A Bank in Norway Got a Judgment Against Me and Now Wants to Come After Me in the U.S. – Donna

“Dear Steve,

I lived in Norway for 13 years, took out a personal unsecured loan in the amount of $25,000. I took the loan out in 2001 in Trondheim, Norway. I became ill and moved back to the States in August 2002. I quit paying the monthly payment in Nov. 2001. In March 2010 I received notice that the bank was taking me to court in Norway. I received notice March 2011 that a Norwegian judgement had been placed on me. This past Friday I received a letter from a collection agency here in the states stating that they will attempt to collect this judgement which has grown to $50,000.00.

My questions is, is this considered a debt that is too old? My second questions is, I am in the process of selling my home in North Carolina, the state I have resided in since Aug 2002. What are my rights? I have been told that if they take me to court here in NC that I would be able to keep $35,000 of the equity in my home in order to buy another home, is that true, also, I live on social security and a pension from my deceased husband. Can they touch my income? Thank you


Dear Donna,

I find it hard to believe they will actually go through all the effort of trying to collect in North Carolina. North Carolina has no law to allow them to garnish your wages but then again your income is protected since it is social security and a pension.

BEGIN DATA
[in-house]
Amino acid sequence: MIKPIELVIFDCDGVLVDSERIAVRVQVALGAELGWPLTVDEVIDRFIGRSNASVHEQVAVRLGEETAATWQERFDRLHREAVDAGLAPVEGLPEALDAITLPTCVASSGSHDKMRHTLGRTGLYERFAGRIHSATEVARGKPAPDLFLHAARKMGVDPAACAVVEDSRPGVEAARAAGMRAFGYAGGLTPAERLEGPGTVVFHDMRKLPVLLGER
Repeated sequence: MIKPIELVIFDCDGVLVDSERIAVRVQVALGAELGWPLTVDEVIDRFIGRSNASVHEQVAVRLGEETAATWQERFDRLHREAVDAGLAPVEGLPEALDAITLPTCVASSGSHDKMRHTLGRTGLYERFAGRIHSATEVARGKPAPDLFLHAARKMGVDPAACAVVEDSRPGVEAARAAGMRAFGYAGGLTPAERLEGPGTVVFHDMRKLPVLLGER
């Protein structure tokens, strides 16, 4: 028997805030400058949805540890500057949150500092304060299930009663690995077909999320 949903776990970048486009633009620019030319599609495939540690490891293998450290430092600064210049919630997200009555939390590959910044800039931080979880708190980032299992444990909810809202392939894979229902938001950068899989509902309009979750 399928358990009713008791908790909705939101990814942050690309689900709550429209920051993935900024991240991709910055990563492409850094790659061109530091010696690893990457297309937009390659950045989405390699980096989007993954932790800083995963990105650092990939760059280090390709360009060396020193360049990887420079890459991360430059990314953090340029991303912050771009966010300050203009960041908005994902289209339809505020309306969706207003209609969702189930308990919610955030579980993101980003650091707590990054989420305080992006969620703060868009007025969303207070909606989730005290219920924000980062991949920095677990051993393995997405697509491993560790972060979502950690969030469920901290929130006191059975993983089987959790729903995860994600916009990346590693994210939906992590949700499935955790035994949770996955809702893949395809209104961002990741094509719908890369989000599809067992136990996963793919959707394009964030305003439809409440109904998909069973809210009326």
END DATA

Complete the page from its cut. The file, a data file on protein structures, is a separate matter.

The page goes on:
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You may want to talk to a registered investment advisor and deposit any proceeds from the sale of your home into a retirement account. This might protect that income from the creditor since the worst case scenario is if they did try to enforce the judgment, which I still doubt they will, your proceeds and income would be off limits.

When you speak to the investment advisor let them know you will need to get to the income if you need it.

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I spoke to North Carolina attorney Michael Dye about your situation. Here is what he said:

Since the judgment is now being handled by a debt collector, the best thing she can do is contact a consumer advocate attorney. The debt collector is subject to the FDCPA and other consumer protection laws available here.

The United States isn’t a party to The Hague Convention on Foreign Judgments. Neither is Norway. The Hague Convention on foreign judgments is a multilateral treaty which neither soveriegn is a part of so now we look to unilateral treaties. I haven’t found one between Norway & the US on civil judgments.

You may want to contact the attorney that helped me out on this answer for additional assistance. Contact:

Michael Dye, Esq.
The Law Offices of Dye & Weatherly, PLLC
19 W Hargett St
Raleigh, North Carolina 27601
Office: 919-828-7977

Please post your responses and follow-up messages to me on this in the comments section below.

Damon Day - Pro Debt Coach

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Steve Rhode is the Get Out of Debt Guy and has been helping good people with bad debt problems since 1994. You can learn more about Steve, here.
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